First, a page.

Real consequences matter: Why hypothetical biases in the valuation of time persist even in controlled lab experiments
|Článek v odborném periodiku
|Časopis / Zdroj
|Economics of Transportation
|Fakulta / Pracoviště MU
|Valuation of time; Hypothetical bias; Stated preference; Revealed preference; Waiting time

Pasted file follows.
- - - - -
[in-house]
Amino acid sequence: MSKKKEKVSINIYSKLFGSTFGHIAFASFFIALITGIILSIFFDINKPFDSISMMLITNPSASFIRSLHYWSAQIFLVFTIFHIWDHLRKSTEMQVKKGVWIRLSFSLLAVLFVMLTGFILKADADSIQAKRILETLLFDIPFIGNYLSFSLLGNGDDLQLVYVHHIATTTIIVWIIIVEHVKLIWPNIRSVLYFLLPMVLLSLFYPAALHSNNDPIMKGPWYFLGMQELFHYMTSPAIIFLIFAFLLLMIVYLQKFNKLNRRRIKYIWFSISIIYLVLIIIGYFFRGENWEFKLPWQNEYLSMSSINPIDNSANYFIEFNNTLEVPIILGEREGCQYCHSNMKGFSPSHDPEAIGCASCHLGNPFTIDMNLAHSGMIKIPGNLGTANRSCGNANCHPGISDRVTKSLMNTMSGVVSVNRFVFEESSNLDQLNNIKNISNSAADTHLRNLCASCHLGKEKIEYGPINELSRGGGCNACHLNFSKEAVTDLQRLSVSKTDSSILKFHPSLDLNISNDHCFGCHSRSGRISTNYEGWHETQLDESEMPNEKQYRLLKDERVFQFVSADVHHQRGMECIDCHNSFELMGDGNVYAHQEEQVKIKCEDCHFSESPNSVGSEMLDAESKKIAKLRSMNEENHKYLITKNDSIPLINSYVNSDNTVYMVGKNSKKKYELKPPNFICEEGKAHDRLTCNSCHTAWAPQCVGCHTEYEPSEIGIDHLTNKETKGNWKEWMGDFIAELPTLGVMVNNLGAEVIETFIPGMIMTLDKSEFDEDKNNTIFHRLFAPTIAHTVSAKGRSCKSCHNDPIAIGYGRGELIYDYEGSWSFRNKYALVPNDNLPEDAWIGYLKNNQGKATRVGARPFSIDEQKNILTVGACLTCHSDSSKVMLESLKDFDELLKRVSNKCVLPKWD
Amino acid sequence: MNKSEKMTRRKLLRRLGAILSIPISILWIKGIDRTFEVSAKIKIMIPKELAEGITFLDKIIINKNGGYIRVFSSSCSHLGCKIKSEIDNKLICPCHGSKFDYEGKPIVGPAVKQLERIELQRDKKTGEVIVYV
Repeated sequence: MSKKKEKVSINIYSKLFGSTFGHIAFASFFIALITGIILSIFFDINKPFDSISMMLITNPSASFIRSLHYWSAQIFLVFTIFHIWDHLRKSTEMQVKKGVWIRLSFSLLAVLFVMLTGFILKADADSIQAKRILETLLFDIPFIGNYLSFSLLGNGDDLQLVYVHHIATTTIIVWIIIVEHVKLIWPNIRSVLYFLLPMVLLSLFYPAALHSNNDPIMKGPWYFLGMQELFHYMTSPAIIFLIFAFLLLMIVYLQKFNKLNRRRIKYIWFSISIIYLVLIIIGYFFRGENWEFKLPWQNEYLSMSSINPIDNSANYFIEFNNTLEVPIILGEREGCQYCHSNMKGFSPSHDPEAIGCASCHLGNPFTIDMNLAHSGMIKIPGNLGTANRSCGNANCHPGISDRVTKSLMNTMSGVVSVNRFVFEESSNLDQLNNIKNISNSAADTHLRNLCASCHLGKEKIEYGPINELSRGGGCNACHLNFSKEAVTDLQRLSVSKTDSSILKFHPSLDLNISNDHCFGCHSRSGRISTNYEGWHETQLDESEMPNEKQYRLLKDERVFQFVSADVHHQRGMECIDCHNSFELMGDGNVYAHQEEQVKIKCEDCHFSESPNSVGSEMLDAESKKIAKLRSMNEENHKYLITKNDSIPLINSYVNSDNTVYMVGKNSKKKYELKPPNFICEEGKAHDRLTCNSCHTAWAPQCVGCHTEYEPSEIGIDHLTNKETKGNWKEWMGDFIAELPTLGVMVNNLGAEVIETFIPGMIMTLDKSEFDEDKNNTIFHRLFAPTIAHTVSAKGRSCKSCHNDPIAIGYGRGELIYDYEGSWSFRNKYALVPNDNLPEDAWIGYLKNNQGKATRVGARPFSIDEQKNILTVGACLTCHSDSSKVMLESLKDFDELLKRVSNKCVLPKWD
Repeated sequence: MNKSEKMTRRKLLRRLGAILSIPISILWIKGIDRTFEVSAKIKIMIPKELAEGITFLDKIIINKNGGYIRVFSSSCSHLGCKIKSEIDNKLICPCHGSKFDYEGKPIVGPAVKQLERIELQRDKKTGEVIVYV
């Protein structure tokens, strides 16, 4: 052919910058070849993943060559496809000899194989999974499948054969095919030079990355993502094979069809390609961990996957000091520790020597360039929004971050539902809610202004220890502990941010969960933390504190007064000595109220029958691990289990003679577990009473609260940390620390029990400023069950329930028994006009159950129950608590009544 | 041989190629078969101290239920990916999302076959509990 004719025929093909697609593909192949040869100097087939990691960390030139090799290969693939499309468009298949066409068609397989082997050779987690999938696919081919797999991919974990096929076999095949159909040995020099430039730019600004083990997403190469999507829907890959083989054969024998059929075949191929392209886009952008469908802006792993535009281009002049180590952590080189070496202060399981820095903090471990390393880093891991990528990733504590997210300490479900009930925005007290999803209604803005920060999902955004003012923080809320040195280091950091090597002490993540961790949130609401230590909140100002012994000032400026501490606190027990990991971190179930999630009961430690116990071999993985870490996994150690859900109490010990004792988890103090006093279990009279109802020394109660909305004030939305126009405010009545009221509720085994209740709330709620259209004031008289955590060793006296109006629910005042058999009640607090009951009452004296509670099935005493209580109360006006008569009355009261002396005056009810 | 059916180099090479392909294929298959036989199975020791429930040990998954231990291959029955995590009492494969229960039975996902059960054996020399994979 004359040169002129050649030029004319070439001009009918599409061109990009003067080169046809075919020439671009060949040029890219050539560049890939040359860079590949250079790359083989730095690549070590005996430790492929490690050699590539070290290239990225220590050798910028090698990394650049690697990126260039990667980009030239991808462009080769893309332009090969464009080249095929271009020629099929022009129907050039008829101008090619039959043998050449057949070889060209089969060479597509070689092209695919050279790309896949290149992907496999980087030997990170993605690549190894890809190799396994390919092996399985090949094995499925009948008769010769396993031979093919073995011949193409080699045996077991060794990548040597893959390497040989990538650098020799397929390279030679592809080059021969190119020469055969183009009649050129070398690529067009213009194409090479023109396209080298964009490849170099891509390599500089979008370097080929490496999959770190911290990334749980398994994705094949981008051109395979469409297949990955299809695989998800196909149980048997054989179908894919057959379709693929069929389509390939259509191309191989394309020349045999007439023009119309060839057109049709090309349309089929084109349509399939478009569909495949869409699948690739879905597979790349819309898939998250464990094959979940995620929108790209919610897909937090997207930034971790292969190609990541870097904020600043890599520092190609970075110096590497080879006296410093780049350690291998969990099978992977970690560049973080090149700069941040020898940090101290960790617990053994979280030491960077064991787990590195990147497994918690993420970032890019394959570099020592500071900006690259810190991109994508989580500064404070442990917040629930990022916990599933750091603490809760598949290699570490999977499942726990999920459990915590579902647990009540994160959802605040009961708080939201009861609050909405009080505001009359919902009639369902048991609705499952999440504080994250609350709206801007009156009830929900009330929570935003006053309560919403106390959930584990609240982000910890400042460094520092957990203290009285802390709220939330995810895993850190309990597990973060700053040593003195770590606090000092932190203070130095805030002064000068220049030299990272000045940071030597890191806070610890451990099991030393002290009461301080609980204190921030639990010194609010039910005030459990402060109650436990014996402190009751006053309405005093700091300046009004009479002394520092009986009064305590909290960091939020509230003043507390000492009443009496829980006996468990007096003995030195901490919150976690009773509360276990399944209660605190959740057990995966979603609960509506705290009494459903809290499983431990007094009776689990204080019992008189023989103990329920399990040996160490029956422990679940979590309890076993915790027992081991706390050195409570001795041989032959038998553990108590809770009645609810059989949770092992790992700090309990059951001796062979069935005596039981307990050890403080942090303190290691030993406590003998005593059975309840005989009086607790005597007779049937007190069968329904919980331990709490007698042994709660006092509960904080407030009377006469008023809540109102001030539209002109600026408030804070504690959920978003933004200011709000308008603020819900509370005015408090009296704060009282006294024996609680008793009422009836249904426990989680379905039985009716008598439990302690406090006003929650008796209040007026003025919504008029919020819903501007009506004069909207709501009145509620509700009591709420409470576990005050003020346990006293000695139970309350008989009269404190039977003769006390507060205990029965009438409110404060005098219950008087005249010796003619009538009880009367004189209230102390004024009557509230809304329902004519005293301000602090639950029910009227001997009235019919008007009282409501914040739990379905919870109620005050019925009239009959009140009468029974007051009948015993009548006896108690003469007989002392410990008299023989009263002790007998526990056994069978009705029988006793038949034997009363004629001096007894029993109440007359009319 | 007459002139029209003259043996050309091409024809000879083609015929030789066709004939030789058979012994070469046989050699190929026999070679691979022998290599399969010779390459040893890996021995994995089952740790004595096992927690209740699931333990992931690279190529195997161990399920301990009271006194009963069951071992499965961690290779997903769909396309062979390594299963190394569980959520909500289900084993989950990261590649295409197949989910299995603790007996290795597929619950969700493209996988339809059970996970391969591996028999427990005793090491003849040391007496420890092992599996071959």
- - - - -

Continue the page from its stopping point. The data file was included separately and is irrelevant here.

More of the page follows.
|In a controlled lab experiment, we investigate hypothetical biases in the value of time by comparing stated preference (SP) and revealed preference (RP) values attached to unexpected waiting times. The SP and RP choice sets are identical in terms of design with the only difference being that the RP choices have real consequences in terms of unexpected waiting times and monetary incentives. We find a substantial hypothetical bias with the average SP value of time being only 70% of the corresponding RP value. The bias is mainly driven by participants who have scheduling constraints during the time of the unexpected wait. Scheduling constraints are taken into account to a much lesser extent in the SP setting than in the RP setting, presumably because only in the latter, the consequences of ignoring them are costly. We find evidence that this effect is stronger for persons with relatively low cognitive ability.